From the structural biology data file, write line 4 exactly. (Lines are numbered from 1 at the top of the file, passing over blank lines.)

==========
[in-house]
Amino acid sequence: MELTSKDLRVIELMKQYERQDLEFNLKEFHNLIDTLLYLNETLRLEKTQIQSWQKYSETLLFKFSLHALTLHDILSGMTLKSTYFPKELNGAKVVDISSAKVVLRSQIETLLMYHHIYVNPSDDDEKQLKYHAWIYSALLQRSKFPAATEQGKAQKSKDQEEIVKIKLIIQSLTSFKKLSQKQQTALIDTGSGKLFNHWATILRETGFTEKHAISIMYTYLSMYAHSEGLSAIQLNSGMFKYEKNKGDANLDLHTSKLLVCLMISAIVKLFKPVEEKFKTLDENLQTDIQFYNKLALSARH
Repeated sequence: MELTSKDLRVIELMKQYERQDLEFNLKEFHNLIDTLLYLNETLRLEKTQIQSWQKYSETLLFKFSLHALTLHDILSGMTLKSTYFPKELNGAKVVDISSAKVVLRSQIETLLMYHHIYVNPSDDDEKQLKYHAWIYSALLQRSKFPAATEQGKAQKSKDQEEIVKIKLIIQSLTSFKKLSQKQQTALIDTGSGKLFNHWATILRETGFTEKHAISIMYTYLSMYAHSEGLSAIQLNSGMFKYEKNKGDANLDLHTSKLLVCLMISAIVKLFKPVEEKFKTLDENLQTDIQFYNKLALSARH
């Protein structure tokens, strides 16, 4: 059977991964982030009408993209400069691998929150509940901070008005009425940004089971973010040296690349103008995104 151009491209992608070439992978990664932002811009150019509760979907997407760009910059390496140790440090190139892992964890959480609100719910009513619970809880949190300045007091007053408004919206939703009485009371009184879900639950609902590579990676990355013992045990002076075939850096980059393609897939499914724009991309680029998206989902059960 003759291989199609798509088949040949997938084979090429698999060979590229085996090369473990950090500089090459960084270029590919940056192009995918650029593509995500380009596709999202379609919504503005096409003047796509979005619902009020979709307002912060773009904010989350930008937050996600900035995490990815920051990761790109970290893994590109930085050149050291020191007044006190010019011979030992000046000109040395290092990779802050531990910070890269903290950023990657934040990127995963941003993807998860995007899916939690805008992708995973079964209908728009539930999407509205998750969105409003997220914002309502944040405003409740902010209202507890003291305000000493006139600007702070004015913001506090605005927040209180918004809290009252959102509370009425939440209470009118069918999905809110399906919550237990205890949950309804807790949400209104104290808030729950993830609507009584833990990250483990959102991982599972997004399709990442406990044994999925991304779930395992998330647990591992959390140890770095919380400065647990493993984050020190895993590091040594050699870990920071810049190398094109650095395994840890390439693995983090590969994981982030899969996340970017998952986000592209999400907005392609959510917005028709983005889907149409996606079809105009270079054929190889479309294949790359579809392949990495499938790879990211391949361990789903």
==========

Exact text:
């Protein structure tokens, strides 16, 4: 059977991964982030009408993209400069691998929150509940901070008005009425940004089971973010040296690349103008995104 151009491209992608070439992978990664932002811009150019509760979907997407760009910059390496140790440090190139892992964890959480609100719910009513619970809880949190300045007091007053408004919206939703009485009371009184879900639950609902590579990676990355013992045990002076075939850096980059393609897939499914724009991309680029998206989902059960 003759291989199609798509088949040949997938084979090429698999060979590229085996090369473990950090500089090459960084270029590919940056192009995918650029593509995500380009596709999202379609919504503005096409003047796509979005619902009020979709307002912060773009904010989350930008937050996600900035995490990815920051990761790109970290893994590109930085050149050291020191007044006190010019011979030992000046000109040395290092990779802050531990910070890269903290950023990657934040990127995963941003993807998860995007899916939690805008992708995973079964209908728009539930999407509205998750969105409003997220914002309502944040405003409740902010209202507890003291305000000493006139600007702070004015913001506090605005927040209180918004809290009252959102509370009425939440209470009118069918999905809110399906919550237990205890949950309804807790949400209104104290808030729950993830609507009584833990990250483990959102991982599972997004399709990442406990044994999925991304779930395992998330647990591992959390140890770095919380400065647990493993984050020190895993590091040594050699870990920071810049190398094109650095395994840890390439693995983090590969994981982030899969996340970017998952986000592209999400907005392609959510917005028709983005889907149409996606079809105009270079054929190889479309294949790359579809392949990495499938790879990211391949361990789903």